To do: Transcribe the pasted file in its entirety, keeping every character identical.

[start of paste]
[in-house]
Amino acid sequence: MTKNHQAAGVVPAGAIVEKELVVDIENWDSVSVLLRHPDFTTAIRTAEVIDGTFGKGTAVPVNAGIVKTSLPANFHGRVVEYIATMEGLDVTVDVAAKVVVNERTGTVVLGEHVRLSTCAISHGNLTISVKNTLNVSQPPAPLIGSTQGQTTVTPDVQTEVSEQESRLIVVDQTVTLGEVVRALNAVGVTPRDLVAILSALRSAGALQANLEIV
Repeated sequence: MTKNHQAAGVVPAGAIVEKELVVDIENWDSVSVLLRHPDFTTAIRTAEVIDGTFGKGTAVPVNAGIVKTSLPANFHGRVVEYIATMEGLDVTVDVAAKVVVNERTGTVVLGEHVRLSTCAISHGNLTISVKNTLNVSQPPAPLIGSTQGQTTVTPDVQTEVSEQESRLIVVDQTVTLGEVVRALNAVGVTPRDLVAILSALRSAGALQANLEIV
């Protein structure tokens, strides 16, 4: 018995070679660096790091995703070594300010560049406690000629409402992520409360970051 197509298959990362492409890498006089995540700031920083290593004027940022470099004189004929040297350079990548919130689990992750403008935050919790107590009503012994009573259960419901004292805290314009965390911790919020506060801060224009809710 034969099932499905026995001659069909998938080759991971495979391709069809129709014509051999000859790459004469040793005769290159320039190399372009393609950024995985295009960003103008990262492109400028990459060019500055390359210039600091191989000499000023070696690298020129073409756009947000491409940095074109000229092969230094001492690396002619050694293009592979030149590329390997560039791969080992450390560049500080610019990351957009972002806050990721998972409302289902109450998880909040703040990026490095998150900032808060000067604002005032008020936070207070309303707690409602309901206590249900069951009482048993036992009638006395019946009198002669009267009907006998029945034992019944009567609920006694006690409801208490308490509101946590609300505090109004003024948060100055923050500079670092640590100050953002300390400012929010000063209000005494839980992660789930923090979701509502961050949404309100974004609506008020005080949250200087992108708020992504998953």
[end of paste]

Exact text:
[in-house]
Amino acid sequence: MTKNHQAAGVVPAGAIVEKELVVDIENWDSVSVLLRHPDFTTAIRTAEVIDGTFGKGTAVPVNAGIVKTSLPANFHGRVVEYIATMEGLDVTVDVAAKVVVNERTGTVVLGEHVRLSTCAISHGNLTISVKNTLNVSQPPAPLIGSTQGQTTVTPDVQTEVSEQESRLIVVDQTVTLGEVVRALNAVGVTPRDLVAILSALRSAGALQANLEIV
Repeated sequence: MTKNHQAAGVVPAGAIVEKELVVDIENWDSVSVLLRHPDFTTAIRTAEVIDGTFGKGTAVPVNAGIVKTSLPANFHGRVVEYIATMEGLDVTVDVAAKVVVNERTGTVVLGEHVRLSTCAISHGNLTISVKNTLNVSQPPAPLIGSTQGQTTVTPDVQTEVSEQESRLIVVDQTVTLGEVVRALNAVGVTPRDLVAILSALRSAGALQANLEIV
């Protein structure tokens, strides 16, 4: 018995070679660096790091995703070594300010560049406690000629409402992520409360970051 197509298959990362492409890498006089995540700031920083290593004027940022470099004189004929040297350079990548919130689990992750403008935050919790107590009503012994009573259960419901004292805290314009965390911790919020506060801060224009809710 034969099932499905026995001659069909998938080759991971495979391709069809129709014509051999000859790459004469040793005769290159320039190399372009393609950024995985295009960003103008990262492109400028990459060019500055390359210039600091191989000499000023070696690298020129073409756009947000491409940095074109000229092969230094001492690396002619050694293009592979030149590329390997560039791969080992450390560049500080610019990351957009972002806050990721998972409302289902109450998880909040703040990026490095998150900032808060000067604002005032008020936070207070309303707690409602309901206590249900069951009482048993036992009638006395019946009198002669009267009907006998029945034992019944009567609920006694006690409801208490308490509101946590609300505090109004003024948060100055923050500079670092640590100050953002300390400012929010000063209000005494839980992660789930923090979701509502961050949404309100974004609506008020005080949250200087992108708020992504998953």